To systematically prove that the BRB mast-frame system met code, a 3D analysis model was created to directly assess the performance of the frames with brace elements removed.
A BRB mast-frame system was designed, consisting of yielding BRBs in series, with a stiff, elastic vertical frame (the “mast”) designed to pivot about its base.
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Also known as “The Garr Building,” 740 Heinz represents the first major application of the BRB mast-frame system. It was designed as a flexible, state-of-the-art life sciences R&D building. The four-story building is framed with structural steel and clad with brick-faced precast concrete panels.
While there are economies in designing for lower seismic forces, the redundancy provisions of the building code can still dictate numerous bays of bracing, resulting in a large number of BRBs, which in turn adversely affects architectural programming and cost. Furthermore, BRBs’ reduced stiffness leads to larger building deformations, rendering a structure more susceptible to weak-story mechanisms. Ironically, these disadvantages come with a cost premium.
The promise of BRB mast frames
Incorporating buckling-restrained brace elements, the lateral system at 740 Heinz is highly efficient, damage resistant, and cost-efficient. A conventional code-designed braced frame, based on a prescribed triangular lateral-force distribution, is accompanied by the possibility of inelastic weak-story mechanisms. This new system, devised for this project by the Tipping team, consists of yielding BRBs in series, with a stiff, elastic vertical frame (the “mast”) designed to pivot about its base. The mast redistributes loads between stories to produce a more uniform distribution of interstory drift.
2016 NCSEA Excellence in Structural Engineering, Outstanding Project Award
2016 SEAOC Excellence in Structural Engineering, Award of Excellence
The seismic lateral-force resisting system
Each BRB mast frame comprises yielding BRBs connected to a vertically oriented truss-like mast; a true pinned-base connection joins the frame and base. The BRB mast frame’s vertical-truss configuration is a key aspect of the design, as it is able to redistribute lateral loads between levels, eliminating soft-story mechanisms. The carefully detailed BRB mast-frame system relies on capacity design principles to ensure that inelastic mechanisms will form predictably and reliably.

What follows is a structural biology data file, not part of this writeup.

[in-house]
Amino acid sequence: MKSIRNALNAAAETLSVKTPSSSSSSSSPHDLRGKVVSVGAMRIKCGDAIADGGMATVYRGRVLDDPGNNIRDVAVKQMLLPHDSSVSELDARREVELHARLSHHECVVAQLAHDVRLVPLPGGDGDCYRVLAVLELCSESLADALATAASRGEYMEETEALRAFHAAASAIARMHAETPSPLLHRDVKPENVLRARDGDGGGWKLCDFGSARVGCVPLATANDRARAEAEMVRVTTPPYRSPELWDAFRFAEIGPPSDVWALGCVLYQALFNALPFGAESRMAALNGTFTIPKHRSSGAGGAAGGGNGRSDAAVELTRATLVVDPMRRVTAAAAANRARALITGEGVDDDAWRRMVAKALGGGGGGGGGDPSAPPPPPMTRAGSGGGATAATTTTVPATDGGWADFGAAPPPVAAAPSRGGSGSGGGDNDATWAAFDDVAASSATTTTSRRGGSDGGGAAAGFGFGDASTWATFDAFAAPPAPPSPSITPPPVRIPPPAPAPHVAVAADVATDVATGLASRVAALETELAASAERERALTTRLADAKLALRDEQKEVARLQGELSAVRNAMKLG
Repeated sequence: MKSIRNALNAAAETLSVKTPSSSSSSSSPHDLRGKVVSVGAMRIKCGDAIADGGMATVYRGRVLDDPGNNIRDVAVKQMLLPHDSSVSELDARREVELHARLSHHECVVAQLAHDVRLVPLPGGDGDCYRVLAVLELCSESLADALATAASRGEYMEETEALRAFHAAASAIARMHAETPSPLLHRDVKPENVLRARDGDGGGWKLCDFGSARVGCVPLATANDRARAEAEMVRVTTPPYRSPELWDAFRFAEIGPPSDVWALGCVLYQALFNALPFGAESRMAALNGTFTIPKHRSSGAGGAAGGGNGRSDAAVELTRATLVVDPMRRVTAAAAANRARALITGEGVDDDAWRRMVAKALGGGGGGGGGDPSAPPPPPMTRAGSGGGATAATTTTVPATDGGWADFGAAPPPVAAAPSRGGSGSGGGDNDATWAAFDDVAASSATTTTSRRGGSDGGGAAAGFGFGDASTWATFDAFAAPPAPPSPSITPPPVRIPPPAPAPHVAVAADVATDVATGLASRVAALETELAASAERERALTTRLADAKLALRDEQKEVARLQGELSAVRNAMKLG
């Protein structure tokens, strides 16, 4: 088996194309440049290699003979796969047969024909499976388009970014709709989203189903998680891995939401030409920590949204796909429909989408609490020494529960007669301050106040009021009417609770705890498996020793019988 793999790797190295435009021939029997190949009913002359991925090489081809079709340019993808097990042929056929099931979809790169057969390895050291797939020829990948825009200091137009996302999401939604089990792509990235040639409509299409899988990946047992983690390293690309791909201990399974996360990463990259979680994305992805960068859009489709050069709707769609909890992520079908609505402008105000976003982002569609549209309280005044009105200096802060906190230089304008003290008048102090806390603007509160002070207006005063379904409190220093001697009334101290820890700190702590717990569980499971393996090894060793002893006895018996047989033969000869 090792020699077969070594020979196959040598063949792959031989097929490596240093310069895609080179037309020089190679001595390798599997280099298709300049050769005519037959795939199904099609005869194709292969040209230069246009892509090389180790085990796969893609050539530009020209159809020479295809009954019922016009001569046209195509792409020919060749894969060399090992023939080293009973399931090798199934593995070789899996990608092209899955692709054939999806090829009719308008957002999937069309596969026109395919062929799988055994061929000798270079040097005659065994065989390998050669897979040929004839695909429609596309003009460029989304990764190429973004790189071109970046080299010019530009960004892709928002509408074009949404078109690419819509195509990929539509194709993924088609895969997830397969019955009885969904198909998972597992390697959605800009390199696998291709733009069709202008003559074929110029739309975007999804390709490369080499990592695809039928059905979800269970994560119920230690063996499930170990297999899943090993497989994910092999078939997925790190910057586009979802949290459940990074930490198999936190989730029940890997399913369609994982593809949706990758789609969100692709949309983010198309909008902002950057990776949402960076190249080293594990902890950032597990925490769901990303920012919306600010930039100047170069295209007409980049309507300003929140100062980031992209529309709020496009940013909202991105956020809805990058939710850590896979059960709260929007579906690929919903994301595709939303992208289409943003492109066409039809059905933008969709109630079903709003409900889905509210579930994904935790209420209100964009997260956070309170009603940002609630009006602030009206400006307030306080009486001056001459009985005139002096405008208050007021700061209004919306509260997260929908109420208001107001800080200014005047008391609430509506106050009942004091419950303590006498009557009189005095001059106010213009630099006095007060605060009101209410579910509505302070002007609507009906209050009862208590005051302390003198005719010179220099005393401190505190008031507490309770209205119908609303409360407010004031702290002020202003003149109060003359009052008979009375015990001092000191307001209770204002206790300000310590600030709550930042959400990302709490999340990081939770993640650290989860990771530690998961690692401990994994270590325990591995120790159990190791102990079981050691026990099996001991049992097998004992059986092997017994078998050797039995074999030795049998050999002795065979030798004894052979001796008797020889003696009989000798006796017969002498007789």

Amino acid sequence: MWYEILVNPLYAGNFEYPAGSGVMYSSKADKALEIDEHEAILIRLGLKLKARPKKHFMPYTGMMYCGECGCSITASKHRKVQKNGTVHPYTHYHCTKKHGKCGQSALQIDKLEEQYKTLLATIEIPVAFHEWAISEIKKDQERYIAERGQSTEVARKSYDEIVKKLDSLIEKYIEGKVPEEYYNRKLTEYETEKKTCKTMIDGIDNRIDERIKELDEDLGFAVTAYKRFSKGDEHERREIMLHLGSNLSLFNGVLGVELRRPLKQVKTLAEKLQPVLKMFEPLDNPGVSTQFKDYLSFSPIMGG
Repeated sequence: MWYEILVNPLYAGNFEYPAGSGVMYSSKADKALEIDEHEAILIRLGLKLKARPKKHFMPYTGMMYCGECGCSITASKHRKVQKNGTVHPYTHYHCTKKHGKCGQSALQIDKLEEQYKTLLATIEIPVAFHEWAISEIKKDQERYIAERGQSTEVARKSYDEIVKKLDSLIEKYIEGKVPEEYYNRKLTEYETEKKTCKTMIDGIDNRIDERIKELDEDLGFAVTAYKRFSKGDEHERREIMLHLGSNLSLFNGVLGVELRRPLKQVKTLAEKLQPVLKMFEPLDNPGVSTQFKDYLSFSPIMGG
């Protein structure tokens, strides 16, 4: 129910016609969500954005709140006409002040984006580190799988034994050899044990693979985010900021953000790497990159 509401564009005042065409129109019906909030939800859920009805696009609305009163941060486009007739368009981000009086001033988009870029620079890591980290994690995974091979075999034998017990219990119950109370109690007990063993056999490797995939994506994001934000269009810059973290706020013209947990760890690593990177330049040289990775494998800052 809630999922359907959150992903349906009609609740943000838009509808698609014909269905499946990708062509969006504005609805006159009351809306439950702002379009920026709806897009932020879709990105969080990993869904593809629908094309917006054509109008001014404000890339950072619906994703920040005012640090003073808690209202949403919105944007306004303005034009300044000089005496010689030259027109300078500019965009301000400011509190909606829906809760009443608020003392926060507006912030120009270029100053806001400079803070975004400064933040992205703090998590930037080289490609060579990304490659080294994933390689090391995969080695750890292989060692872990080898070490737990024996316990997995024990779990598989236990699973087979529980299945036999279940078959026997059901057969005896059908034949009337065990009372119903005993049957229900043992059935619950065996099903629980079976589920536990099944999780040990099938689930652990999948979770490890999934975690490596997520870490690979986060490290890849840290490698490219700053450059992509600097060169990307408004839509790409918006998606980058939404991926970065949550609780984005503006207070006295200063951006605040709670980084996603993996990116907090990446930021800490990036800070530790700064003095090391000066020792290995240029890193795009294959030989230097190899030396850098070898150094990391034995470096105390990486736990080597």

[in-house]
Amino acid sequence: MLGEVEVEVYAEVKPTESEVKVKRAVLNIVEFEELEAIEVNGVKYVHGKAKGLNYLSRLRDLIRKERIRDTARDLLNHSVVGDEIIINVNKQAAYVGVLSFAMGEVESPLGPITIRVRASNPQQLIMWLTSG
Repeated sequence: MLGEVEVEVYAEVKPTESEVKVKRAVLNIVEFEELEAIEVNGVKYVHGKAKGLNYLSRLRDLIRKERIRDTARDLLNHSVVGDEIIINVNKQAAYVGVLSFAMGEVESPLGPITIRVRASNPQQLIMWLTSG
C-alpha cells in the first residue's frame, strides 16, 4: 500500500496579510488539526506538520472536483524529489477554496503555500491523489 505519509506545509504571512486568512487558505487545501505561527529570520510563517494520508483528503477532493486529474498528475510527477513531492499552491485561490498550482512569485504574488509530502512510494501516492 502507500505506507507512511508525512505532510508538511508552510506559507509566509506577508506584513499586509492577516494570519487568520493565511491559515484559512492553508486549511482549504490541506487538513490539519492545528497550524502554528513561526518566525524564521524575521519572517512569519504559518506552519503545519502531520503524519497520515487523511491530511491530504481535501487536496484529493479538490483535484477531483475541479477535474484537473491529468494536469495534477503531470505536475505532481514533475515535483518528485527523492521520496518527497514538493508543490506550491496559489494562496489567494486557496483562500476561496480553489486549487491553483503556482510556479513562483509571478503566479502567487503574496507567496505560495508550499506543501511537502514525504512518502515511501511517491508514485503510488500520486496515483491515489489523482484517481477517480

Unconventional cost and space savings
The inherent redundancy of the system allows for fewer braced frames. Employing BRB mast frames at 740 Heinz allowed the number of required frames to be cut from 7 conventional BRB frames down to 4 BRB mast frames; the total number of BRB elements was reduced from 56 to 16. Additionally, because the BRB mast frames were easily located next to the building’s two stair cores and at the perimeter façade, they did not impinge on the architectural space plan.
Innovating within the building code
Current code dictates redundancy, such that removing any one brace in a braced-frame system causes not more than a 33% reduction in story strength nor an extreme torsional irregularity. If the system doesn’t have the required number and arrangement of frames to meet this redundancy, the nonredundant structure must be designed with a 30% increase in the structure’s design base shear. To prove that the BRB mast-frame system is inherently redundant, Tipping created a 3D analysis model to directly assess the performance of the frames with brace elements removed. The results demonstrate the value of BRB mast frames as a cost-efficient, nonproprietary, and simple high-performance system that can be designed in any number of possible configurations, making it an ideal lateral system for any steel braced-frame building.